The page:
Amity Point Shoreline Erosion Management Plan

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Amity Point (Pulan Pulan) is a small seaside locality on the north-western point of North Stradbroke Island (Minjerribah) situated off the coast of southeast Queensland.

Fronting the calm waters of Moreton Bay (Quandamooka), Amity Point is the perfect place to watch the sunset, admire the native plants and trees, and encounter a range of marine and island wildlife, including dolphins, turtles, whales, and koalas.

The Amity Point foreshore is at risk of long-term erosion due to episodic flow slide events and the southerly migration of the Rainbow Channel located between North Stradbroke Island and Moreton Island.

Amity Point has been declared an erosion-prone area under the Coastal Protection and Management Act 1995 and has a long history of significant erosion, which has resulted in the loss of Indigenous values, public and private land, and assets.

Redland City Council has worked with stakeholders, including Quandamooka Yoolooburrabee Aboriginal Corporation, State Government agencies, private landowners, and the project's Community Reference Group (CRG) to develop a plan known as a Shoreline Erosion Management Plan (SEMP).

The Amity Point SEMP identifies erosion hotspots in the locality's three coastal reaches and recommends management actions for Council and private landowners to help manage and respond to current and future erosion risks.

What is the Community Reference Group?

The SEMP's CRG represents a cross-section of the Amity Point community and includes representatives from Quandamooka Yoolooburrabee Aboriginal Corporation. The CRG brings together Traditional Owners and local stakeholders to contribute their local knowledge of erosion, as well as the wider cultural, historical, environmental, and economic values of Amity Point towards the development of the SEMP.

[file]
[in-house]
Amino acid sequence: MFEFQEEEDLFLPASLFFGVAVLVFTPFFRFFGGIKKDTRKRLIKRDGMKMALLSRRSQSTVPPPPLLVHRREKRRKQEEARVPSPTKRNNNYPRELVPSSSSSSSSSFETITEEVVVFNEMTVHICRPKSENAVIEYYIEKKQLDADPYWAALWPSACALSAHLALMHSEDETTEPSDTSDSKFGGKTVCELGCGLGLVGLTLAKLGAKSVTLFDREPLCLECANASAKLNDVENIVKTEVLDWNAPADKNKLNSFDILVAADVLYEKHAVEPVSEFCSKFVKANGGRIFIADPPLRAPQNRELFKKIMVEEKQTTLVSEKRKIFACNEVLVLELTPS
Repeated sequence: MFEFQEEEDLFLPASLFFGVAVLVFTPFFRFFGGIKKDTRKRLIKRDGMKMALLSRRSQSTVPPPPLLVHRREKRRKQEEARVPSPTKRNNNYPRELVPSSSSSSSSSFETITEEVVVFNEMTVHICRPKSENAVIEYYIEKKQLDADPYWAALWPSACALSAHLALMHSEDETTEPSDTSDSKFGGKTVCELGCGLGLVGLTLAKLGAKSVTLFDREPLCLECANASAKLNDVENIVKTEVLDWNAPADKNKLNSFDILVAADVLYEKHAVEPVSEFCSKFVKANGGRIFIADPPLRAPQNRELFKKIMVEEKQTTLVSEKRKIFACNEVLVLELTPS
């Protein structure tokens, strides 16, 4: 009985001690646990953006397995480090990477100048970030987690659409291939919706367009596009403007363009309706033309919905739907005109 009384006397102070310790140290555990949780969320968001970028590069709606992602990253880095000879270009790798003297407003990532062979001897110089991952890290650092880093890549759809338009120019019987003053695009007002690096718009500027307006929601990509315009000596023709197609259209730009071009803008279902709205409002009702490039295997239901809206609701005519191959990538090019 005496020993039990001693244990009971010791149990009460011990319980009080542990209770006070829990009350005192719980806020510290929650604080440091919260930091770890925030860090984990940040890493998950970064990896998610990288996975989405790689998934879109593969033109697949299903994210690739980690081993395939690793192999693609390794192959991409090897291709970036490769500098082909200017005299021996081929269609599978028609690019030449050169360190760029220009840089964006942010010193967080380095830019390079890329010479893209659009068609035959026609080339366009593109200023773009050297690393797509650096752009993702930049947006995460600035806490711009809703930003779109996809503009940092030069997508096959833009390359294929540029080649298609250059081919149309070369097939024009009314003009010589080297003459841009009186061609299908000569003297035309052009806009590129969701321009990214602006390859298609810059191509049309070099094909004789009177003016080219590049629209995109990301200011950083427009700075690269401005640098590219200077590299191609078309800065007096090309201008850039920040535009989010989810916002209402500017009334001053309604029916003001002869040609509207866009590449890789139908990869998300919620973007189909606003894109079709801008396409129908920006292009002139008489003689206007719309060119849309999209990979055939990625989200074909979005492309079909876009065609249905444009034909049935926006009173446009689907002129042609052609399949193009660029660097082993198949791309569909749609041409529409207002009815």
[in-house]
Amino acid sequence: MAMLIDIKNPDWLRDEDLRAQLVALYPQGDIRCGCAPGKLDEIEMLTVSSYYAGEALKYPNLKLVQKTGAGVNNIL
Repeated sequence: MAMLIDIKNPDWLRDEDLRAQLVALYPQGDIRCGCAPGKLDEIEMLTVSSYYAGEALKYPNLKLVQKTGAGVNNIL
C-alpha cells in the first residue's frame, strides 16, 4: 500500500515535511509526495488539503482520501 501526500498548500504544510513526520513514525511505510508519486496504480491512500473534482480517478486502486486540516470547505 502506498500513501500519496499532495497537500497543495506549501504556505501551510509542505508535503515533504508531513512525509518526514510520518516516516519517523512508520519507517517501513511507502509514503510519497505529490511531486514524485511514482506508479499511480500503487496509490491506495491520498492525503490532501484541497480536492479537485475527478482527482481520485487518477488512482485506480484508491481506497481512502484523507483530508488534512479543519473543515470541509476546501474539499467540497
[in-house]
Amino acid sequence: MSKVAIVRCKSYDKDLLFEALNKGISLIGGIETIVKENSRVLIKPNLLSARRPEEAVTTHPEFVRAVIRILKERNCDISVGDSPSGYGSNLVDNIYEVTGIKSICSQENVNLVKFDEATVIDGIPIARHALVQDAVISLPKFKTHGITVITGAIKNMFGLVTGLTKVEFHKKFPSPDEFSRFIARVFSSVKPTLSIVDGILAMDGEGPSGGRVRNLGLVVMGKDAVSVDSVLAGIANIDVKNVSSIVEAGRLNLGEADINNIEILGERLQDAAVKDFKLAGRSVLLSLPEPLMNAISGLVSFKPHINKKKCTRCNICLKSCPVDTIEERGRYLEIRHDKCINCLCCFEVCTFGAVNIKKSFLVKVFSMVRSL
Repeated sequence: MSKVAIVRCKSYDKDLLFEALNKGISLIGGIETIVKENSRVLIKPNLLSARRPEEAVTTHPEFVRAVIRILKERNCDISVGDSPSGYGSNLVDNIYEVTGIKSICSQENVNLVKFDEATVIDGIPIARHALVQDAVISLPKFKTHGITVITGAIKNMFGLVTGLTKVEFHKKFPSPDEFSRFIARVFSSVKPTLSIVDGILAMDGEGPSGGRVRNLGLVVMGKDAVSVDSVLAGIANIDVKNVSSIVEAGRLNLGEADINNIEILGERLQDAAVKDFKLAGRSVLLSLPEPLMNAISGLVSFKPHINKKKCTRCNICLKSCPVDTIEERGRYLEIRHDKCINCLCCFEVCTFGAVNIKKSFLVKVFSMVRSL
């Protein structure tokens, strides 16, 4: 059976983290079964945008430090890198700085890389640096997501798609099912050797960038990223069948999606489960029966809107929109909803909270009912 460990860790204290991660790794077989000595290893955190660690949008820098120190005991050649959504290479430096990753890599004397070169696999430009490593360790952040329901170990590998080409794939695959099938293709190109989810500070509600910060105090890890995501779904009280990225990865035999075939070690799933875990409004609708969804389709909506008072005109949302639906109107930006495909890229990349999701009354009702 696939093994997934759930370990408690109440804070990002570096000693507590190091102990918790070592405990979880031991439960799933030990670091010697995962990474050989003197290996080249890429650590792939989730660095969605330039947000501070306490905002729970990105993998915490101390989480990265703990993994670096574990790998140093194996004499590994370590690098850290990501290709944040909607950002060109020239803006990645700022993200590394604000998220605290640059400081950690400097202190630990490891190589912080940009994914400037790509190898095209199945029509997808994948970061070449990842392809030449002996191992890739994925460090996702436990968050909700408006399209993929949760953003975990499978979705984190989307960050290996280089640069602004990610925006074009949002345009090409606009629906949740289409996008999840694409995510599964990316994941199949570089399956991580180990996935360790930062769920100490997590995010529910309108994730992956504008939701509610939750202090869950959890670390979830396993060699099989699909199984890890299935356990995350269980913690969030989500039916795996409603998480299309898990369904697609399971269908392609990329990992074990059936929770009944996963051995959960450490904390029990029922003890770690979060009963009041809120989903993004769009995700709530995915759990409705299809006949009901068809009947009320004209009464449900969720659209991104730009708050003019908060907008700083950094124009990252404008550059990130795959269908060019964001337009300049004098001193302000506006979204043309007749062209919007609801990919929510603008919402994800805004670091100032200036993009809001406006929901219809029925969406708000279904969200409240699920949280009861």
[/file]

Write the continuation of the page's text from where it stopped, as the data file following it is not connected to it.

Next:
The group has contributed by sharing information, insights, and progress reports back to their community networks.

Find out more

  • Read the Amity Point SEMP and Implementation Plan located in the 'Documents' section
  • Download project fact sheets located in the 'Fact Sheets' section
  • Check out the latest project updates
  • Learn about other similar projects, like the Coochiemudlo Island SEMP and the Coastal Hazard Adaptation Strategy in the 'Related Projects' section

Amity Point (Pulan Pulan) is a small seaside locality on the north-western point of North Stradbroke Island (Minjerribah) situated off the coast of southeast Queensland.

Fronting the calm waters of Moreton Bay (Quandamooka), Amity Point is the perfect place to watch the sunset, admire the native plants and trees, and encounter a range of marine and island wildlife, including dolphins, turtles, whales, and koalas.

The Amity Point foreshore is at risk of long-term erosion due to episodic flow slide events and the southerly migration of the Rainbow Channel located between North Stradbroke Island and Moreton Island.

Amity Point has been declared an erosion-prone area under the Coastal Protection and Management Act 1995 and has a long history of significant erosion, which has resulted in the loss of Indigenous values, public and private land, and assets.